by SARBMEET SINGH
ABBOTSFORD – BC blueberry growers face tighter profit margins this year due to COVID-19.
Public health protocols have created additional costs including the need for personal protective equipment for workers’ safety and a hike in labour costs. Meanwhile, fewer workers in the fields mean fruit could over-ripen, reducing quality and prices.
“We have spent more than $50,000 on the equipment including gloves, masks and hand sanitizer. Additionally, to maintain social distancing during lunch times, we have placed new tents for the workers,” says Rajinder Singh Lally, owner of Lally Farms in Abbotsford, pointing towards the new Plexiglas dividers being installed at his packing house to ensure social distancing between workers.
Lally owns 13 farms totalling 500 acres. Despite his size, he feels the extra costs are likely to reduce his profit margins.
Besides spending money on personal protective equipment – a significant cost in itself – farms are having to hire additional workers to sanitize everything from crates to retail areas.
Kris Maan at Maan Country Farms is also feeling the pinch due to the need for additional staff to maintain a high level of sanitation at the popular agri-tourism venue.
“We have hired workers just for sanitization,” he says. “They keep on sanitizing various things at the farm. We are very cautious about the disease. This has increased our costs.”
Farmers also fear over-ripening of fruit that can’t be harvested as quickly because of the need to maintain social distancing among workers. Picking began this year in early July and will last into September. The farm labour contractors who provide workers need to make more trips to deliver the same number of workers to farms, and there are also specific protocols at the farms themselves.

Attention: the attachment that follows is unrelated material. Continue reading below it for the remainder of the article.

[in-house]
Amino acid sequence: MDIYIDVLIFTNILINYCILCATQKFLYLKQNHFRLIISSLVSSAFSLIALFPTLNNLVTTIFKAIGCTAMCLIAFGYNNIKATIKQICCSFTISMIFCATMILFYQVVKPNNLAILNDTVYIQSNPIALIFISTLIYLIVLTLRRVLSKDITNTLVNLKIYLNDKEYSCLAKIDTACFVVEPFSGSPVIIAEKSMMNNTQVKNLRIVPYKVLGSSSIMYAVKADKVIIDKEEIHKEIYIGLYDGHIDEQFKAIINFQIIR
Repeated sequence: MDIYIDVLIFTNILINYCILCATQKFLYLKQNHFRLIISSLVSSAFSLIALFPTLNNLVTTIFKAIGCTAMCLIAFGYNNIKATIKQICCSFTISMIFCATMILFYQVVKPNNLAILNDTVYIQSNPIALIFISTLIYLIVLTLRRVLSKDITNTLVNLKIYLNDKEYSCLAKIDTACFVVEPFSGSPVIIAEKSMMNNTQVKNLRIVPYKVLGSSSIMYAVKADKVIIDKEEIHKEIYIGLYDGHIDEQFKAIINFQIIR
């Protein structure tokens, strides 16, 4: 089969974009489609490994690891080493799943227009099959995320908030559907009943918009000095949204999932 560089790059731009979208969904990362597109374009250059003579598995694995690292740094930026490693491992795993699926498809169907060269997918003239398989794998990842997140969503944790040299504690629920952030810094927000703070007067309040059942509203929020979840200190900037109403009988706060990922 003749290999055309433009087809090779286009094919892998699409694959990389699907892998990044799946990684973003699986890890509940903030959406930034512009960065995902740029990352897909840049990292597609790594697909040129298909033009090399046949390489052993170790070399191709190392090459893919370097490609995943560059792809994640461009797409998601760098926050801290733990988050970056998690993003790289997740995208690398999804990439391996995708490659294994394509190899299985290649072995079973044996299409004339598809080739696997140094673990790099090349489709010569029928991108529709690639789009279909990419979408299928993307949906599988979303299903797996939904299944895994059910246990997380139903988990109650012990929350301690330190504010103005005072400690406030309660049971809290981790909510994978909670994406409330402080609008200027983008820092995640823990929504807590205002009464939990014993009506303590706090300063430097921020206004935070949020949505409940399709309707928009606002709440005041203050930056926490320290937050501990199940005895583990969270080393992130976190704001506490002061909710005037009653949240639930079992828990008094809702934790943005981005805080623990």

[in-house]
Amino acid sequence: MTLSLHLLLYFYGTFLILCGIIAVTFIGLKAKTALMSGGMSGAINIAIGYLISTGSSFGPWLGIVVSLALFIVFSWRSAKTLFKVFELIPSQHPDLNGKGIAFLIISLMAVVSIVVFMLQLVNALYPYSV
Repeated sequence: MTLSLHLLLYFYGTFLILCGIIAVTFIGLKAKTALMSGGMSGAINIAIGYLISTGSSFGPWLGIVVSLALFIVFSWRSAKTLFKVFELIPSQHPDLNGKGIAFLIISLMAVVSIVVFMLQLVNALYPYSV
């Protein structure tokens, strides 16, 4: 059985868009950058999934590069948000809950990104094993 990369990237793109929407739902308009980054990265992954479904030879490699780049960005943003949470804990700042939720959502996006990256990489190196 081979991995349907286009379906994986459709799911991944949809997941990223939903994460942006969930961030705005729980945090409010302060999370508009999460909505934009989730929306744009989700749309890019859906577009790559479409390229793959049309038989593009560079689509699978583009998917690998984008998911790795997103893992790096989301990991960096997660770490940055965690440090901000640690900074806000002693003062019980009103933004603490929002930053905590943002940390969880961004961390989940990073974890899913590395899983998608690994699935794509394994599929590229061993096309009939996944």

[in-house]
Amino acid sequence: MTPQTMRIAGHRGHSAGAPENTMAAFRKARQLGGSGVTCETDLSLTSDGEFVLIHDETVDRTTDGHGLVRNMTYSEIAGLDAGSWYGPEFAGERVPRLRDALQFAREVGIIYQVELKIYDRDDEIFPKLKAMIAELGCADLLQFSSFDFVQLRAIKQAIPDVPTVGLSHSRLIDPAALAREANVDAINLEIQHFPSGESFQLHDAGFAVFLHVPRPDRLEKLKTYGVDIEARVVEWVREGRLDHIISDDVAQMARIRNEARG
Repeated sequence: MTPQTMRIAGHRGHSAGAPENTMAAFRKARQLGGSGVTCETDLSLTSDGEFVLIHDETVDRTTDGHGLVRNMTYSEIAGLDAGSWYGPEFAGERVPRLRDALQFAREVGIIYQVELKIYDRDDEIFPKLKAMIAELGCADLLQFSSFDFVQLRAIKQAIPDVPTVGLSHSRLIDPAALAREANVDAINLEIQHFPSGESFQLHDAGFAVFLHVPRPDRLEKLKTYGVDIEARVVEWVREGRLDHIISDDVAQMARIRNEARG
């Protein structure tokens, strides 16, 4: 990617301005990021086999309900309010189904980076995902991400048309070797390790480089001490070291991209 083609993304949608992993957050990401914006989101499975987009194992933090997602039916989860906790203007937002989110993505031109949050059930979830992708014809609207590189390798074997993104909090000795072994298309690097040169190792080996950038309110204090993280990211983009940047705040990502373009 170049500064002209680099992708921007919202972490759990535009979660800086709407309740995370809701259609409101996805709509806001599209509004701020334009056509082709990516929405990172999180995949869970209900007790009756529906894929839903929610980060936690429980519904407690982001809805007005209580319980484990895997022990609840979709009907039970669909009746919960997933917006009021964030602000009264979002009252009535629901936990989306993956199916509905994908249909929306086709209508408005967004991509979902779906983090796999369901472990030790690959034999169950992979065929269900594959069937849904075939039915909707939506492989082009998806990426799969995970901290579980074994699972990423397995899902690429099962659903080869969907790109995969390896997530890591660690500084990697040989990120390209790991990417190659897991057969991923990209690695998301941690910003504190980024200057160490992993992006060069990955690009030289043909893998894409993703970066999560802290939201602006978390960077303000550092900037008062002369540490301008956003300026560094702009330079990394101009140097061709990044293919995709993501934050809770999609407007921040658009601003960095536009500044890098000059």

“We are planning to enroll the workers in picking berries by keeping them at a distance of at least one row. This will, however, cause over-ripening due to slow picking leading to a decline in price,” says Bhupinder Singh, a Punjabi farmer in Langley.
“We need around 200 people to pick berries in our farm,” says Parmjeet Sahota, who farms in Pitt Meadows. “This year we are not getting enough labour and that can result in over-ripening of the fruit because the berries can’t wait to be picked.”
The need to maintain space among workers is compounding troubles associated with a shortage of labour. To tackle the situation, farm owners are offering higher wages for pickers.
“In the past, we used to offer 50 to 60 cents per pound for picking berries for early and mid-season varieties, respectively. This year, we are planning to hike that by up to 10 cents per pound,” says Lally.
On an average, one person can pick around 300 pounds of berries per day, which means Lally will pay around $30 more per day to each worker. As hundreds of workers work at the farm, this will result in hundreds of extra dollars in harvest costs, and a reduction in profit margins. With an average yield of 12,000 pounds an acre, the extra pay could boost costs by up to $1,200 an acre.
Farm owners say many people are reluctant to work due to the Canadian Emergency Response Benefit, which Ottawa has announced will run an additional eight weeks until August 29. CERB pays $500 a week to workers who have lost work due to COVID-19, or about $2,000 a month. Recipients can accept work, but wages are capped at $1,000 before the benefit starts being clawed back. This means farmers would have to pay a full-time worker at least $3,000 a month in order for employment to be competitive with staying at home.
“The aid given by the federal government is also luring the people to not resume work. Monthly aid by the government is another factor contributing to the prevailing shortage of labour,” says Balraj Singh of Abbotsford. “When people can get money by sitting idle at their homes, why will they come to farms?”
But there’s also another reason for the shortage of workers that’s unique to Indo-Canadian farms.
A large number of Indo-Canadians rush to Punjab to visit their homeland in winter, a time when most of the marriages are held in Punjab. They return in April and May. However, due to COVID this year, many of them were not able to return on time as per their schedule.
“I went to India to attend (the) marriage ceremony of my relatives in December last year. I was scheduled to return by April end. However, due to COVID, all the flights were cancelled,” says Gurnam Singh, who worked on berry farms last year but has been unable to return to Canada for this season. “When the Canadian government started repatriating the Canadians, the costly flight tickets was another challenge before me. So, I decided to remain in Punjab for some more time and wait for the tickets to get cheaper.”
by SARBMEET SINGH